Metrics drive behavior, and the wrong metrics drive the wrong behavior.
Leanblog (now there’s a user name) writes:
At my company the direct labor productivity metric is the main decision making point for any activity at the plant. As such there is a lot of management resistance to using operators to work on lean activity. It is believed by most of the management team that lean activities will not pay off in direct labor productivity improvement. And it is true that if I use direct labor for a kaizen event the department will take a direct labor productivity hit in the month the event occurred. This is especially true if we are working on flow improvement, 5S, visual management, LTA which may never improve direct labor productivity. Over several years this culture remains an obstacle to Lean.
It’s an old-fashioned way of thinking. You want the workforce to be as productive as possible, so you measure direct labor productivity. This tells you whether each worker is producing as much as he or she possibly can.
But here’s a thought: Direct labor productivity is not a good metric. It doesn’t matter whether each worker is producing as much as possible. What matters is whether the plant is producing the amount of product the customer wants. And that is not the same thing.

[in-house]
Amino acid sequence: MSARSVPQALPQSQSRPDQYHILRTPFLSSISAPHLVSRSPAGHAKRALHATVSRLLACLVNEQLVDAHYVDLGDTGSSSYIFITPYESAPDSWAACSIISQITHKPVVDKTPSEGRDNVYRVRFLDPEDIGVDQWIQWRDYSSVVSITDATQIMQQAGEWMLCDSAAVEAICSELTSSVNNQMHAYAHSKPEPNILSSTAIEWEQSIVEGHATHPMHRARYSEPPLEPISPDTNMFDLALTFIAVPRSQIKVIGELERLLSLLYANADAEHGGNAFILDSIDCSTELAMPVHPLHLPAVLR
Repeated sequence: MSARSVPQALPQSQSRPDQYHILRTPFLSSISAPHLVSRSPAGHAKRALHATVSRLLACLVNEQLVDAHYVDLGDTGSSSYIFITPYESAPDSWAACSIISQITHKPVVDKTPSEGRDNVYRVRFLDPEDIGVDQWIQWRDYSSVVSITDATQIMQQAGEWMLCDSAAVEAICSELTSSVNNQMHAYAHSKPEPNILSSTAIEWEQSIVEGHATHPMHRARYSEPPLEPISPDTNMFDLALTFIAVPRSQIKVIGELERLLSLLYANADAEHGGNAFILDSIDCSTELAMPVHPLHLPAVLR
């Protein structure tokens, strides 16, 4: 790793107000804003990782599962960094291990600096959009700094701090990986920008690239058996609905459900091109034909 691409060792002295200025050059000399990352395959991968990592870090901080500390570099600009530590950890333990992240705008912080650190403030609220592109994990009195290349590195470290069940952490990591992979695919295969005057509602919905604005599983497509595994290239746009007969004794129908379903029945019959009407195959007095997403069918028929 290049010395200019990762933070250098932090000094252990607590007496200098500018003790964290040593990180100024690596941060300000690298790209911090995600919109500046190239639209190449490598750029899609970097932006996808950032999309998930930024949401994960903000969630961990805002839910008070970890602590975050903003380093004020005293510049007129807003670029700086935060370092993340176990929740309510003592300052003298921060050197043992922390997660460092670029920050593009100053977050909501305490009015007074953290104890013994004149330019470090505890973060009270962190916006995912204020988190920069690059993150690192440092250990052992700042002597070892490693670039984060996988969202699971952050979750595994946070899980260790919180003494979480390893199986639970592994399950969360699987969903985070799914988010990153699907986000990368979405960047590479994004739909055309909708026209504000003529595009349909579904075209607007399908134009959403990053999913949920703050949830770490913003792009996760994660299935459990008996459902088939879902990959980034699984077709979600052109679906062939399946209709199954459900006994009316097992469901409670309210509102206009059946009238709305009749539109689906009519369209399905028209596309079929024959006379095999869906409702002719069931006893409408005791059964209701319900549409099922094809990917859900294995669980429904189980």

Convincing management to give up their entrenched belief in direct labor productivity as a metric is not likely to happen. What’s needed is more of a stealth strategy.
Don’t talk about direct labor productivity. Talk about other metrics – or better yet, set a goal. Tell management that if they give you the people you need to make lean improvements within a specified period of time, say a month or a couple of weeks (the less time, the better), you’ll give them measurable improvements in cycle time and capacity – in other words, the ability to move more product out the door more quickly. You might be able to lay some groundwork yourself first, perhaps with a spaghetti diagram that will show wasted movement. Working on flow improvement, one of the lean approaches mentioned, sounds like a good idea.
By the way, on the Productivity Press Web site, you can download a free article (originally published in the Lean Manufacturing Advisor newsletter), about good vs. bad metrics.